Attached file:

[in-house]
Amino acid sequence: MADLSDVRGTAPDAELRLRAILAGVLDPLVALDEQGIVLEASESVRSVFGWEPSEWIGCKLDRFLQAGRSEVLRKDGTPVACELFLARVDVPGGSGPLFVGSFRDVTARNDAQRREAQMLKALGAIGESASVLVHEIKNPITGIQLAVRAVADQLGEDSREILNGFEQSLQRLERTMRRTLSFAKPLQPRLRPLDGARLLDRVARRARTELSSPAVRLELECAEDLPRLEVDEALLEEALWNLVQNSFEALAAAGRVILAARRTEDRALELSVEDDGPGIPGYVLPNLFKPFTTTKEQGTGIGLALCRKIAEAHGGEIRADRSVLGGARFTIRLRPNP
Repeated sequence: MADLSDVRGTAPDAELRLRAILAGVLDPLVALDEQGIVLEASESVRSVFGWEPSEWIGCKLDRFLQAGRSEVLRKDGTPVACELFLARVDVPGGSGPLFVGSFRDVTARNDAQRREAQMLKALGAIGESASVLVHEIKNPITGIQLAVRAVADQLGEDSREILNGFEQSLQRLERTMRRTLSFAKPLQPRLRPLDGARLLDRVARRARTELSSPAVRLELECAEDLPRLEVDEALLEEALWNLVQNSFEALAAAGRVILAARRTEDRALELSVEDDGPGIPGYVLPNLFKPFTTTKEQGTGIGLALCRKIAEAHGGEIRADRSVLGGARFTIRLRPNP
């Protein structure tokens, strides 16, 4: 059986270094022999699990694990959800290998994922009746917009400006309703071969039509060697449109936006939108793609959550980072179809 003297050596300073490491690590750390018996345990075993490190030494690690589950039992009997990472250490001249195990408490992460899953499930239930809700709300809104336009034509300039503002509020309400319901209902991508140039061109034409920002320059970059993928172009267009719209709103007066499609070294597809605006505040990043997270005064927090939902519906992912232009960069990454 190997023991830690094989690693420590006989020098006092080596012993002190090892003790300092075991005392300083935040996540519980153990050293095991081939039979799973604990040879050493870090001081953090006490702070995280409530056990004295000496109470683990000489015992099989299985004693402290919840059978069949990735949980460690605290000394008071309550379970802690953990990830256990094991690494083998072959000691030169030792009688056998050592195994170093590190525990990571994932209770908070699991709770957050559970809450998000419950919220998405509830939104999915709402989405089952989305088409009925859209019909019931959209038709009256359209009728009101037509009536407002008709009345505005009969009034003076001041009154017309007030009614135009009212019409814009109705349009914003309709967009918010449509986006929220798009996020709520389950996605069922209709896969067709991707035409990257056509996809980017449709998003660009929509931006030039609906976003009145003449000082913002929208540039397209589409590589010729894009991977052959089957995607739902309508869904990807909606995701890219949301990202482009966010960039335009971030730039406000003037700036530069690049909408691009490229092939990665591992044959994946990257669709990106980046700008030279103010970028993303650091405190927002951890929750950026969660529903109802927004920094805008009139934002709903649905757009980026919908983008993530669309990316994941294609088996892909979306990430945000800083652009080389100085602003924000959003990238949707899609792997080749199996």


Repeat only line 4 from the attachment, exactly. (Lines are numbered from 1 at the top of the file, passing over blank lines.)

């Protein structure tokens, strides 16, 4: 059986270094022999699990694990959800290998994922009746917009400006309703071969039509060697449109936006939108793609959550980072179809 003297050596300073490491690590750390018996345990075993490190030494690690589950039992009997990472250490001249195990408490992460899953499930239930809700709300809104336009034509300039503002509020309400319901209902991508140039061109034409920002320059970059993928172009267009719209709103007066499609070294597809605006505040990043997270005064927090939902519906992912232009960069990454 190997023991830690094989690693420590006989020098006092080596012993002190090892003790300092075991005392300083935040996540519980153990050293095991081939039979799973604990040879050493870090001081953090006490702070995280409530056990004295000496109470683990000489015992099989299985004693402290919840059978069949990735949980460690605290000394008071309550379970802690953990990830256990094991690494083998072959000691030169030792009688056998050592195994170093590190525990990571994932209770908070699991709770957050559970809450998000419950919220998405509830939104999915709402989405089952989305088409009925859209019909019931959209038709009256359209009728009101037509009536407002008709009345505005009969009034003076001041009154017309007030009614135009009212019409814009109705349009914003309709967009918010449509986006929220798009996020709520389950996605069922209709896969067709991707035409990257056509996809980017449709998003660009929509931006030039609906976003009145003449000082913002929208540039397209589409590589010729894009991977052959089957995607739902309508869904990807909606995701890219949301990202482009966010960039335009971030730039406000003037700036530069690049909408691009490229092939990665591992044959994946990257669709990106980046700008030279103010970028993303650091405190927002951890929750950026969660529903109802927004920094805008009139934002709903649905757009980026919908983008993530669309990316994941294609088996892909979306990430945000800083652009080389100085602003924000959003990238949707899609792997080749199996």